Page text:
Dr. Daniel “Trey” Lee ’98 leads groundbreaking research and clinical trials of immunotherapy treatments to fight pediatric cancers.
The assistant professor of Spanish, who devotes time both inside and outside the classroom to writing and translating poetry, recently compiled a book of poems written by incarcerated undocumented teens.
Washington and Lee students utilize their summers through research, volunteer work and internship opportunities, both on campus and across the globe.
Ali Greenberg ’13 has opened a flexible workspace and social club in Richmond that emphasizes community for women and gender minorities.
Horowitz is an associate professor of history at Washington and Lee.
Strong is the William Lyne Wilson Professor in Political Economy at Washington and Lee.
Washington and Lee students partnered with Eagle’s Nest Clubhouse members to create a 32-foot community mural around the theme of recovery.
The A. Paul Knight Internship Program in Conservation, named in memory of a late Washington and Lee student, turns 30 this year. It has provided internships to 132 students and is still going strong.
Elmes taught at Washington and Lee University for 40 years until his retirement in 2007.
The summit will take place Friday and Saturday, September 21-22, 2018. Alumni registration is now open.
The professor of psychology emeritus died June 4.
Professor David Harbor and his Spring Term class chased particles of sand from the Blue Ridge Mountains to the Barrier Islands and the high plains of Utah.
Youngman succeeds Marcia France, who becomes dean of undergraduate studies at Duke Kunshan University in China.
Professor Ricardo Wilson's Spring Term class spent 10 days writing short fiction at Skylark Nature Preserve and Lodge in Raphine.
She is one of eight applicants to receive a $33,000 grant.
Evan Kueffner ’18 remains mindful of the friends, professors, coaches, staff and community members who opened doors to multiple opportunities for him.
Donald Gaylord's Spring Term class introduced students to archaeological lab methods through hands-on experience, readings and field trips.
Doan Bui ’21 and Hashim Syed ’19 have won Gilman Scholarships to study abroad.
Diplomas have been handed out and caps have been tossed. In this video, members of the Class of 2018 discuss what they'll miss most about W&L.
In his Commencement address, president Will Dudley encouraged the Class of 2018 to take the habits they have learned at W&L "and change the world, one small encounter at a time.”
The Oak Ridge Institute for Science and Education (ORISE) research fellowship will allow her to conduct research at the U.S. Army Medical Research Institute for Chemical Defense.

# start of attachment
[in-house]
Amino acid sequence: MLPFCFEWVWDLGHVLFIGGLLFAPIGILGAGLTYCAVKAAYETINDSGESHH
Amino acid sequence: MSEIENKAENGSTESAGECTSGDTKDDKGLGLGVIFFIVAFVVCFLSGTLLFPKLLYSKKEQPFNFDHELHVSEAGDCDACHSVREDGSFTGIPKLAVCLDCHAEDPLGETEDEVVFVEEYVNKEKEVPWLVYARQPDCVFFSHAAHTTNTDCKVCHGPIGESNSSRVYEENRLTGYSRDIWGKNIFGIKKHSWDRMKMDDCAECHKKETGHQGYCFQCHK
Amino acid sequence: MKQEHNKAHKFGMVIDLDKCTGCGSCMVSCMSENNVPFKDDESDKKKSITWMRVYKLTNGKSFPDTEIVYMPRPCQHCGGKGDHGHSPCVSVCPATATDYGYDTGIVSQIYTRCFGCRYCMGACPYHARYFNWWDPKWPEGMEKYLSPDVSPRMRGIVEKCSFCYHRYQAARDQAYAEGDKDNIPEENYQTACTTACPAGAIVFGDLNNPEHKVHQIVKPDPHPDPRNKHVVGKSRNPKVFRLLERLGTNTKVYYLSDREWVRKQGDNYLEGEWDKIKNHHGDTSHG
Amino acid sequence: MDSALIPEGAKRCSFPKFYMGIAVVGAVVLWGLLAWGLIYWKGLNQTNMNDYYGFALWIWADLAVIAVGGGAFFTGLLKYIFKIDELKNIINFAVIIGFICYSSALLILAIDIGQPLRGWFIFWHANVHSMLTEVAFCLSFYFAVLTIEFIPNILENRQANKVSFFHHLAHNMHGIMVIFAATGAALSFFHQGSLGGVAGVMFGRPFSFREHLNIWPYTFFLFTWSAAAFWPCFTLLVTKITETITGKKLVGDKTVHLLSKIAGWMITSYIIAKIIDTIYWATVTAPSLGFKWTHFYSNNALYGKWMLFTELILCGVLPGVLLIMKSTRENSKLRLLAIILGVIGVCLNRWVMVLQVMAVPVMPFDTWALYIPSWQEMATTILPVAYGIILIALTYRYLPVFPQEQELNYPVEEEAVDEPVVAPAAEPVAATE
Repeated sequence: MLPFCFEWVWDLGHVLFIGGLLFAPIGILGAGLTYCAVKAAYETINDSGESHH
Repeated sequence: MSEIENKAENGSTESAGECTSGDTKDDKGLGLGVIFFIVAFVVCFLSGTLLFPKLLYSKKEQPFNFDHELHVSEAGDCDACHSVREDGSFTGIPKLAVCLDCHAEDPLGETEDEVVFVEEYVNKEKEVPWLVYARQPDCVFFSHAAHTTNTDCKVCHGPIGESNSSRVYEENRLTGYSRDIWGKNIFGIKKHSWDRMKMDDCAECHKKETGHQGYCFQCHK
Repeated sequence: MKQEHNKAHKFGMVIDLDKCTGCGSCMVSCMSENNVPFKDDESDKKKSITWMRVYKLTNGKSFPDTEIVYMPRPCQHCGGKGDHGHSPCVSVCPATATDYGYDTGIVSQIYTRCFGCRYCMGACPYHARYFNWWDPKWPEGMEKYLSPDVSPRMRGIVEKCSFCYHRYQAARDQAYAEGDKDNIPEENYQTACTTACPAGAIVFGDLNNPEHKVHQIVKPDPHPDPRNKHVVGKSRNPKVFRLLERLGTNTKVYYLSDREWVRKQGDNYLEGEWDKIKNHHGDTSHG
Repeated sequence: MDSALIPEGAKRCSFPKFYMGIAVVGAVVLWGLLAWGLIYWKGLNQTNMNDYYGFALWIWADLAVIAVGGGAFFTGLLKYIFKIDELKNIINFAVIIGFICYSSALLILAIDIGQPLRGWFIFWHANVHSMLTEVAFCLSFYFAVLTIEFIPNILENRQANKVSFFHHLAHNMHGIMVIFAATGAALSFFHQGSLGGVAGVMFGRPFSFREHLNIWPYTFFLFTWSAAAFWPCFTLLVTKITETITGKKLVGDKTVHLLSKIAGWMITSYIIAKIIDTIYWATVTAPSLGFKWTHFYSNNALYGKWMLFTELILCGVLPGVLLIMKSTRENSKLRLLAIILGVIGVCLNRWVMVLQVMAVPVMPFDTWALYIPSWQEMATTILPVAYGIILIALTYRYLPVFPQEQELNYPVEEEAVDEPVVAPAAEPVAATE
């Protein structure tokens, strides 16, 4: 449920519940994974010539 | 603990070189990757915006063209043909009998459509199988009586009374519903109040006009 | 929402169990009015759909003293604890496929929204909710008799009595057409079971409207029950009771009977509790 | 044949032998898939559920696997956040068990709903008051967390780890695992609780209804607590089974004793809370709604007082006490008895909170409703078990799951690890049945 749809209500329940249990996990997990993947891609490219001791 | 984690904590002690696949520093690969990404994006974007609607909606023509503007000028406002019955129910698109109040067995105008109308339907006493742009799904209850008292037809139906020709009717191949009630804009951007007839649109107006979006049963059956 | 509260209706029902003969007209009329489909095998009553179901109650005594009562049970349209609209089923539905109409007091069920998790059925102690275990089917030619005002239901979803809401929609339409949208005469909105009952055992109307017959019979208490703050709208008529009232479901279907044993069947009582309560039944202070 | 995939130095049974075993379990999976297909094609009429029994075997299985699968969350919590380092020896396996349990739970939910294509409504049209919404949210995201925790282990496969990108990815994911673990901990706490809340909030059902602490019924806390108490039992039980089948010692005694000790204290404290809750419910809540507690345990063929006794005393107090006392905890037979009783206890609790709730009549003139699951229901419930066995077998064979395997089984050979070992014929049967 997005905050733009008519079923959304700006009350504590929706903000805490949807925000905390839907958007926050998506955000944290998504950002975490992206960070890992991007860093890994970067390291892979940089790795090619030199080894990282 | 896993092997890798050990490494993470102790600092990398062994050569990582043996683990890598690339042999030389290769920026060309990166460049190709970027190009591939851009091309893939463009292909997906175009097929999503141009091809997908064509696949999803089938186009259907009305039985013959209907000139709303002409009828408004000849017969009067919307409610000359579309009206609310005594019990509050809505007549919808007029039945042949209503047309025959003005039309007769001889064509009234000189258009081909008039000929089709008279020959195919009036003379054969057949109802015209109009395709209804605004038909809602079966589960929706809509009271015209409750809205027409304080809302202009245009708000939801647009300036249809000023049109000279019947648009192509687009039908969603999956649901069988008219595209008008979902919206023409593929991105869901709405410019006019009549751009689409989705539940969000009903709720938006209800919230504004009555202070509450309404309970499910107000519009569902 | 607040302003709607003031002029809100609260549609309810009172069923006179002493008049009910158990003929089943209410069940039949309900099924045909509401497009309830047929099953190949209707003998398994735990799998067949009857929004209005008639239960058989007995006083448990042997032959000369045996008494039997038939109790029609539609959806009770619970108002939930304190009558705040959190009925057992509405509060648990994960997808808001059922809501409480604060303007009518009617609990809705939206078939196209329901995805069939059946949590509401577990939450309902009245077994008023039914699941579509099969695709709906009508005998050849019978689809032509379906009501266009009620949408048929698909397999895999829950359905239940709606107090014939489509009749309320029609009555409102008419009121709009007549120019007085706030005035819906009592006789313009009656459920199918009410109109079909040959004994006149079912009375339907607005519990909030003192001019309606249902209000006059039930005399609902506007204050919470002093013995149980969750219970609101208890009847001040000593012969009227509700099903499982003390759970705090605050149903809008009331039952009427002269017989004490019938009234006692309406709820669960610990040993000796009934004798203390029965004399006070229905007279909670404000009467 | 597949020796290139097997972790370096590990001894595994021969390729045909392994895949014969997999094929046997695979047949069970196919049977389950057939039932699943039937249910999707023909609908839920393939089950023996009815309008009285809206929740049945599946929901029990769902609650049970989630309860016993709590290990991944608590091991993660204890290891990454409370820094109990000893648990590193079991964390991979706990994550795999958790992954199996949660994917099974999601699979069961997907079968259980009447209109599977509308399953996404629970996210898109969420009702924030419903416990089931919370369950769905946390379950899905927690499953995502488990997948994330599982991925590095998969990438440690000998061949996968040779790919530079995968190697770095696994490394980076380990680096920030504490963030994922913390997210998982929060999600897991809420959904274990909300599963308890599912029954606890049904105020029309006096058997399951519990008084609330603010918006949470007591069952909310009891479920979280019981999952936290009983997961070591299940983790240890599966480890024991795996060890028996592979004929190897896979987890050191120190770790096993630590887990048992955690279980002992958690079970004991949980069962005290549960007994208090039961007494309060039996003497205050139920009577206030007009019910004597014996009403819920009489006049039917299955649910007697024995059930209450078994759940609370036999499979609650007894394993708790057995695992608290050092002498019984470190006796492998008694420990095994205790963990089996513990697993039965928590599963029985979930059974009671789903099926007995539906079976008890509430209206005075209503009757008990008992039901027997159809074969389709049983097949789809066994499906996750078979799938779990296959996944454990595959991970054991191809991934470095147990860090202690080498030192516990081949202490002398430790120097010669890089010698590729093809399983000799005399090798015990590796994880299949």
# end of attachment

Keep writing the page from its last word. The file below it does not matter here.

Pinho’s award is part of ODK’s 2018 General Russell E. Dougherty National Leader of the Year competition.
W&L celebrates its 231st undergraduate commencement Thursday, May 25. LIVESTREAM: 10 a.m.
With the support of teammates, professors and friends, Nicholas George '18 was able to balance two majors and a spot on the basketball team.
W&L will recognize the outstanding contributions of professors Marjorie Agosín and Harlan Beckley at its 231st commencement.
More than any other experience at W&L, the Outing Club has taught Bowen Spottswood '18 about living life joyfully.
The performance is free and open to the public.
The performance is free and open to the public, and no tickets are required.
Truth Iyiewuare '18 looks back at his growth as a member—and then president—of the Student Association for Black Unity at W&L.
The performance is free and open to the public, and no tickets are required.
Elizabeth McDonald heads to Japan, Emily Austin to Indonesia and Riley Ries to Kyrgyzstan.
Boldt’s lecture is titled "Conversing a Great Deal with Your Picture: Portraiture and Society in Early Virginia.”
Courtney Hauck '18 looks forward to continuing her debt-free education with a fellowship to Columbia Law School.
Wolfe, one of W&L's most accomplished alumni, will be remembered for his talent, wit and generosity.
Ellen Kanzinger '18 provides a snapshot of the many opportunities she had to hone her photography skills at Washington and Lee.
The NSF only funds about 11,000 of the 40,000 proposals it receives annually for research, education and training projects.
Jenefer Davies, associate professor of dance and theater, will be among approximately 25 fellows focusing on their own creative projects at the working retreat.